Research Topic: Work-life balance
Bryson, L, Warner-Smith, P, Brown, P & Fray, L 2007, Managing the work-life roller-coaster, Science & Medicine, vol 65, pp 1142-1153.
In the article “Managing the work-life roller-coaster,” Bryson, Warner-Smith, Brown and Fray state that the challenges of finding a work-life balance has had a greater impact on the women in today’s society, and they may be more exposed to stress related health issues as a result of this. Time issues have been the focus rather than the potential health related effects that the stress of managing these time issues could have. With longer working ...view middle of the document...
Different circumstances, such as class, country you live in, industry you work in, even gender, affect the level of pressure, however, the potential health implications are the same. Studies have shown that the lack of control surrounding time management, and therefore lack of life satisfaction, is a major contributor to increasing stress levels regardless of the cause. Strategies for gaining better control are also examined with the thought that there will be less pressure if life is more “manageable and predictable”. The results of the authors’ research seems to be that people need to determine what they can change to ease the stress in their lives, whether it is through better time management, third party assistance around the home or delegating tasks to colleagues or family members, in order to gain more control and satisfaction in their lives.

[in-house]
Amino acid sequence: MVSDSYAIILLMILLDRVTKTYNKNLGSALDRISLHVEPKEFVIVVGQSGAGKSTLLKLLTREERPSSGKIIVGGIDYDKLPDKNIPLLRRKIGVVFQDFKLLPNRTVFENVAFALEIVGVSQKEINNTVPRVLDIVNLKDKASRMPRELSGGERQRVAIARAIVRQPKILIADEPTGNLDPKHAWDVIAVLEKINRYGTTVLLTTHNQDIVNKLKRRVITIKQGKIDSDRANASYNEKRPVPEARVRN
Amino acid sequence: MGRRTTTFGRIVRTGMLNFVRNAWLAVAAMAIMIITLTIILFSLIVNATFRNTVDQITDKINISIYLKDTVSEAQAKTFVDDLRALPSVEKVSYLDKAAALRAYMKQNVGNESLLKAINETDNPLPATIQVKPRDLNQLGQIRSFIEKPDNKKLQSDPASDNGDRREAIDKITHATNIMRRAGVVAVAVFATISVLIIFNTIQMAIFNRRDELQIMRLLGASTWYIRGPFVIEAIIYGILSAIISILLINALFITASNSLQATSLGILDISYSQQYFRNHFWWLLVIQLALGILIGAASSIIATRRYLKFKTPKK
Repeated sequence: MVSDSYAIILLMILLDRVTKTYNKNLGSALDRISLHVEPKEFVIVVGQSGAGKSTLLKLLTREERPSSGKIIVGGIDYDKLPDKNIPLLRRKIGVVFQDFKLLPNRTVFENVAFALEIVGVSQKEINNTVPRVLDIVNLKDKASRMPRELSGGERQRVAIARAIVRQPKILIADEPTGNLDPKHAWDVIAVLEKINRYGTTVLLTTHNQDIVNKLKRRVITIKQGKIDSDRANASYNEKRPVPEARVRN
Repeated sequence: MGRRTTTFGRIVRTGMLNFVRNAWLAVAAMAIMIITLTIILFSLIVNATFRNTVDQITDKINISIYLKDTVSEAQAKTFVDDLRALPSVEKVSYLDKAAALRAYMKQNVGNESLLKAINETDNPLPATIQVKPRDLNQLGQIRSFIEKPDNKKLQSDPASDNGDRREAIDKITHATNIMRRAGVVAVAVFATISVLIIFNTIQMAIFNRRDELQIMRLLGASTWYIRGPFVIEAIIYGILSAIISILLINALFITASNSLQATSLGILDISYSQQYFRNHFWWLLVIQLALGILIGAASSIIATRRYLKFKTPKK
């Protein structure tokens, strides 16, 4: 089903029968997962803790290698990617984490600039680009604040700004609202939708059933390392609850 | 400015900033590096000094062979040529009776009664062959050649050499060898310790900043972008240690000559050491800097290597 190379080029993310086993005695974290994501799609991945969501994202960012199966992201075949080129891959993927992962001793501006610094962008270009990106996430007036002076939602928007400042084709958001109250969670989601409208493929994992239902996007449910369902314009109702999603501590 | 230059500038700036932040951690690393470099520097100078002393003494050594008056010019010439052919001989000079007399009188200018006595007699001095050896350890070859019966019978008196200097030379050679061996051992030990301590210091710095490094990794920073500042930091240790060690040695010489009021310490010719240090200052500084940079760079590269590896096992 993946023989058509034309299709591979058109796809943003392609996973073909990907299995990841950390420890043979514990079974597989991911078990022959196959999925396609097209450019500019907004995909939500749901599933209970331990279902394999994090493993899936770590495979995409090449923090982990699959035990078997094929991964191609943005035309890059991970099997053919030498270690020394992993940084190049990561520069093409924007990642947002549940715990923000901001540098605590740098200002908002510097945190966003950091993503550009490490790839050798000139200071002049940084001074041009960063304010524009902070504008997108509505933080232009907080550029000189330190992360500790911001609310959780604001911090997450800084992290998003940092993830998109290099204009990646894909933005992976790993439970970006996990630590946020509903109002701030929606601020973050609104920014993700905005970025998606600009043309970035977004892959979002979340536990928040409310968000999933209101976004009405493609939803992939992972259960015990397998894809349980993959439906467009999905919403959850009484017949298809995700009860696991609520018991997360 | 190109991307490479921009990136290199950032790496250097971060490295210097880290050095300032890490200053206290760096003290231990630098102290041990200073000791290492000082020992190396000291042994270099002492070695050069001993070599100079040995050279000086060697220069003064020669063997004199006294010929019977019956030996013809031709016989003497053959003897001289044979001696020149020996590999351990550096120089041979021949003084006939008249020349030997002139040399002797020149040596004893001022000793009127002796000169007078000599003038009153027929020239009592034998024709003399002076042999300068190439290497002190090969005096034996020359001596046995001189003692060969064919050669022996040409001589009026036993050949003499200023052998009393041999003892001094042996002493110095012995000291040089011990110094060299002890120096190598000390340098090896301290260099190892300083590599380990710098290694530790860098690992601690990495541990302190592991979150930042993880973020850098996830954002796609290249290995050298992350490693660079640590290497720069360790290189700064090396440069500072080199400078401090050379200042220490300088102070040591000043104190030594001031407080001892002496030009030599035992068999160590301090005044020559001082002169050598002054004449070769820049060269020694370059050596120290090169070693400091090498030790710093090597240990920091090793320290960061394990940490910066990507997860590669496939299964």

The authors conclude by saying that time issues are not the primary drivers for stress related health problems amongst Australian women. It is more about the control, or lack of control, they have in relation to balancing their work and their home lives. Further research is planned to assess time issues and stress levels with a focus on the effects of tiredness as an additional factor with regard to potential health issues faced by women today.